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Effect of access to after-hours primary care on the association between home nursing visits and same-day emergency department use


Purpose — Previous work has demonstrated that home care patients have an increased risk of visiting the emergency department after a home nursing visit on the same day. We investigated whether this association is modified by greater access to after-hours primary care.

Methods — We conducted a population-based case-crossover study of home care patients in Ontario, Canada in 2014-2016. Emergency department visits after 5:00 PM were selected as case periods and matched, within the same patient, to control periods within the previous week. The association between home nursing visits and same-day emergency department visits was estimated with conditional logistic regression. Access to after-hours primary care, measured on the patient and practice level, was tested for effect modification using an interaction term approach. Analysis was performed separately for all emergency department visits and a less urgent subset not admitted to hospital.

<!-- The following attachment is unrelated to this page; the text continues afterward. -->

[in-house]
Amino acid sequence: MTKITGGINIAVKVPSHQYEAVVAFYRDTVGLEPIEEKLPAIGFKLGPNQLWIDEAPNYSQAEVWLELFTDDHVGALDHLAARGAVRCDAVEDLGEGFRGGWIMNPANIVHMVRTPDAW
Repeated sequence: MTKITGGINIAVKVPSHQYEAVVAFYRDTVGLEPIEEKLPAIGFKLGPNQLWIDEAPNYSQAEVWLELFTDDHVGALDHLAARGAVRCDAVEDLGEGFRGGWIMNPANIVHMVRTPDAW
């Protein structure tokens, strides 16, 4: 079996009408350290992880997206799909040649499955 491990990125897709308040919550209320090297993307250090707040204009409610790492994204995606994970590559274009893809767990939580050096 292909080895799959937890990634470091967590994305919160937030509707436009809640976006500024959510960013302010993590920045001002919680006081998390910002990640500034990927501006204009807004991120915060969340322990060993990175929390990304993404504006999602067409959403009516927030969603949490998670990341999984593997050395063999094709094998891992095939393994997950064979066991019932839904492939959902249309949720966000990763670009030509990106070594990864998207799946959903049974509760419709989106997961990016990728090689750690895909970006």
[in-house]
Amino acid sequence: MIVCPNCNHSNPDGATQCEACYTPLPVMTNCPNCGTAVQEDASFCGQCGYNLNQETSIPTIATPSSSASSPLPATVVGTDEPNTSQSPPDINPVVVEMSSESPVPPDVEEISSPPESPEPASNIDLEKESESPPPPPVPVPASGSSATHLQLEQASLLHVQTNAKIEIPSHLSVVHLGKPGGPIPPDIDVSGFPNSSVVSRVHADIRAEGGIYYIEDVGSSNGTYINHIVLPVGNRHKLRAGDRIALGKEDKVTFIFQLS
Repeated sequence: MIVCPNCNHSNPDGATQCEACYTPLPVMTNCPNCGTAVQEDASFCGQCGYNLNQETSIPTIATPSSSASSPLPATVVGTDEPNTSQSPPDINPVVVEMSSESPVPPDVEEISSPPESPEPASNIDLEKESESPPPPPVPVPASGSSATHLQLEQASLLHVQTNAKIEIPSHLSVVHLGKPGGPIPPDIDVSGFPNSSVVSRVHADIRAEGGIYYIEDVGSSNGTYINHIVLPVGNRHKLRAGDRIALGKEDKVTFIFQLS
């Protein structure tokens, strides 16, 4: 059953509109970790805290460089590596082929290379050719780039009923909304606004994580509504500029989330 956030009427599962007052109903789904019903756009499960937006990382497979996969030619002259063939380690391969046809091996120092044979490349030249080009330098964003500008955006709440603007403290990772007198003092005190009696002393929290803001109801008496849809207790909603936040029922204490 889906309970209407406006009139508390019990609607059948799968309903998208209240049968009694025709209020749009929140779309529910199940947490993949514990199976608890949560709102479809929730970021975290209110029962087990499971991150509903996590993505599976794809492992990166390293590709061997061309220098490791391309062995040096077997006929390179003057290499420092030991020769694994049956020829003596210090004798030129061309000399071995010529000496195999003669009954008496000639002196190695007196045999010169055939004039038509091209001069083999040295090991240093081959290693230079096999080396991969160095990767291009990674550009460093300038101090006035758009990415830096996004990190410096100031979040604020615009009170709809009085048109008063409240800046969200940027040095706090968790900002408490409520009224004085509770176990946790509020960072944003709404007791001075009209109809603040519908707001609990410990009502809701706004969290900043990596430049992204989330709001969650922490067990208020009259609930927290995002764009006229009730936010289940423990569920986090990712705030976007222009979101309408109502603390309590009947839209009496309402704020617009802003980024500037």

Results — A total of 11,840 patients contributed cases to the analysis. Patients with a history of after-hours primary care use had a smaller increased risk of a same-day after-hours emergency department visit (OR = 1.18; 95% CI, 1.06-1.30) compared with patients with no after-hours care (OR = 1.31; 95% CI, 1.25-1.39). The modifying effect was stronger among emergency department visits not admitted to hospital (OR = 1.11; 95% CI, 0.97-1.28 vs OR = 1.41; 95% CI, 1.31-1.51).

Conclusion — Greater access to after-hours primary care reduced the risk of less-urgent emergency department use associated with home nursing visits. These findings suggest increasing access to after-hours primary care could prevent some less-urgent emergency department visits.



Jones A, Bronskill SE, Schumacher C, Seow H, Feeny D, Costa AP. Ann Fam Med. 2020; 18(5):406-12. Epub 2020 Sep 1.

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